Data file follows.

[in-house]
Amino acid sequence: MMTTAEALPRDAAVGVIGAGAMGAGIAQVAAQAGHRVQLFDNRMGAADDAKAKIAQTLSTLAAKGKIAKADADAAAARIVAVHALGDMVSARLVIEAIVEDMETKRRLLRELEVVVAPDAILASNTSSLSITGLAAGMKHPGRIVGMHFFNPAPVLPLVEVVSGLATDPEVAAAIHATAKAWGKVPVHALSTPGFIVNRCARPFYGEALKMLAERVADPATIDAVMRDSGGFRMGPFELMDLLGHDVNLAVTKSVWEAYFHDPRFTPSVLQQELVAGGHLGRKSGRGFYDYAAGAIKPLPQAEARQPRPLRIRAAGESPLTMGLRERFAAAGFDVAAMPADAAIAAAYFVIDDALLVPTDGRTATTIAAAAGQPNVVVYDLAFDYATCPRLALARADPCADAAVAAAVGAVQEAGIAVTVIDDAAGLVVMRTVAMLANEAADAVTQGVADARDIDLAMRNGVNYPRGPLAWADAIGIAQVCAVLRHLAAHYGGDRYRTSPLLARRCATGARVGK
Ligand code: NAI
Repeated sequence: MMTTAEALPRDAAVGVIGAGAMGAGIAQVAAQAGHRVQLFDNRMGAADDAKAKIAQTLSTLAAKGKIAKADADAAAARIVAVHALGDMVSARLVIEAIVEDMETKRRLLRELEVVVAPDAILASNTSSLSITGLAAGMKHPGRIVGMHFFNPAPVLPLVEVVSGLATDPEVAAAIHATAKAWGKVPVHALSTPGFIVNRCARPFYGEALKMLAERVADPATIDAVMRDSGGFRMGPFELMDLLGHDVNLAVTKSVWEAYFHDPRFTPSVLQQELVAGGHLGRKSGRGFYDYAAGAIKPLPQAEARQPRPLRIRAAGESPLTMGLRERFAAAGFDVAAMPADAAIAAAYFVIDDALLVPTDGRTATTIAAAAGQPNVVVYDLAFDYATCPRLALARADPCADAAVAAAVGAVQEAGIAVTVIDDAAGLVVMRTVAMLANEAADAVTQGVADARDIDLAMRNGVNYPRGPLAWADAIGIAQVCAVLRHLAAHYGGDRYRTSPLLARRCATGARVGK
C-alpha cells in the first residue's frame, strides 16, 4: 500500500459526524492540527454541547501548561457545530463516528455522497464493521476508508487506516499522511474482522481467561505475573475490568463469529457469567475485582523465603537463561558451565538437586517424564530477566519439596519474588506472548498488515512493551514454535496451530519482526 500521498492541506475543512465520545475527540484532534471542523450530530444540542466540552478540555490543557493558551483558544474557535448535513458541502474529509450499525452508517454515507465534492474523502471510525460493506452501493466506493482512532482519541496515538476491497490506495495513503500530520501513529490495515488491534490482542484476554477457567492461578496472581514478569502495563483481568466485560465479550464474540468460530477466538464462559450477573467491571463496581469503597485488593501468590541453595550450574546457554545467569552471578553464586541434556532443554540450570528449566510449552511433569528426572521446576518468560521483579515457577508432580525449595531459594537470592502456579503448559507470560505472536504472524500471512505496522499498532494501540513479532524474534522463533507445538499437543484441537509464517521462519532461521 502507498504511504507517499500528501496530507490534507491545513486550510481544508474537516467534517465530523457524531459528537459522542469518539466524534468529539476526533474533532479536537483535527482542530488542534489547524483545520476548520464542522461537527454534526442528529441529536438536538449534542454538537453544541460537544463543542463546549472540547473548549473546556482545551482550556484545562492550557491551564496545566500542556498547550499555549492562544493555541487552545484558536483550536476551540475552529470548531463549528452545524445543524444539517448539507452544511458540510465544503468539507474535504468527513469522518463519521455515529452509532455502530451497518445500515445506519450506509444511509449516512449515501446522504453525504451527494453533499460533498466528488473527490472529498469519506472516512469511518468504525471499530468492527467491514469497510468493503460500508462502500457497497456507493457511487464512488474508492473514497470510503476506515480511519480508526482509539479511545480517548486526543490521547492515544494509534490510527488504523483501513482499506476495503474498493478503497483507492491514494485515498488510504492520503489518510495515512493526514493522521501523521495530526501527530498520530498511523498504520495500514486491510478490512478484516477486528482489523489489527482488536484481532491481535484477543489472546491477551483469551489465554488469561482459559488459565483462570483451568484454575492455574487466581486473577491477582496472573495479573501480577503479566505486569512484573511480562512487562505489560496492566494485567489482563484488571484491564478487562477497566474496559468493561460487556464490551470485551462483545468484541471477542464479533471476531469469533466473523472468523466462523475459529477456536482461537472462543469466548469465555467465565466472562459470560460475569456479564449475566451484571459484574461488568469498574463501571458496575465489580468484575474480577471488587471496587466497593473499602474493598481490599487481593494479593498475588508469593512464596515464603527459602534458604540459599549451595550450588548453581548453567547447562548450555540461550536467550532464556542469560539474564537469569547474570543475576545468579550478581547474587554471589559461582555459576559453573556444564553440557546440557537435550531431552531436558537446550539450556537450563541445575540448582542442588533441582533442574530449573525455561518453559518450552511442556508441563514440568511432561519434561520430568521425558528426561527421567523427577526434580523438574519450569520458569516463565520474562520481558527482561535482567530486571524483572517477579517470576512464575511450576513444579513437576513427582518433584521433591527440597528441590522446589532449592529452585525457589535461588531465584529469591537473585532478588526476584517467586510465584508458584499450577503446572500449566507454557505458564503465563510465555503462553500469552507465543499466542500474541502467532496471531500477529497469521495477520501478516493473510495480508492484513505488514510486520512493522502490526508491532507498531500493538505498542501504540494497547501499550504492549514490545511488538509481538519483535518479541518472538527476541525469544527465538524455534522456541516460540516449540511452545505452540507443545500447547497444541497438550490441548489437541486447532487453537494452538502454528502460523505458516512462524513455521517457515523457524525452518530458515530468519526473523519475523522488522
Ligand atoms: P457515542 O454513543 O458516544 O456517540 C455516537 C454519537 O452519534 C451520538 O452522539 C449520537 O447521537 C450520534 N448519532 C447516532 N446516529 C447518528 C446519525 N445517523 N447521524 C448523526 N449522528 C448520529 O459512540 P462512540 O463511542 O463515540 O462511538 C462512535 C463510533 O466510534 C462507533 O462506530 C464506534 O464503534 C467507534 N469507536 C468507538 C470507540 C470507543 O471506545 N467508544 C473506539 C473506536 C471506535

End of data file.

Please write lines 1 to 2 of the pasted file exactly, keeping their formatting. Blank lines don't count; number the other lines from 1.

[in-house]
Amino acid sequence: MMTTAEALPRDAAVGVIGAGAMGAGIAQVAAQAGHRVQLFDNRMGAADDAKAKIAQTLSTLAAKGKIAKADADAAAARIVAVHALGDMVSARLVIEAIVEDMETKRRLLRELEVVVAPDAILASNTSSLSITGLAAGMKHPGRIVGMHFFNPAPVLPLVEVVSGLATDPEVAAAIHATAKAWGKVPVHALSTPGFIVNRCARPFYGEALKMLAERVADPATIDAVMRDSGGFRMGPFELMDLLGHDVNLAVTKSVWEAYFHDPRFTPSVLQQELVAGGHLGRKSGRGFYDYAAGAIKPLPQAEARQPRPLRIRAAGESPLTMGLRERFAAAGFDVAAMPADAAIAAAYFVIDDALLVPTDGRTATTIAAAAGQPNVVVYDLAFDYATCPRLALARADPCADAAVAAAVGAVQEAGIAVTVIDDAAGLVVMRTVAMLANEAADAVTQGVADARDIDLAMRNGVNYPRGPLAWADAIGIAQVCAVLRHLAAHYGGDRYRTSPLLARRCATGARVGK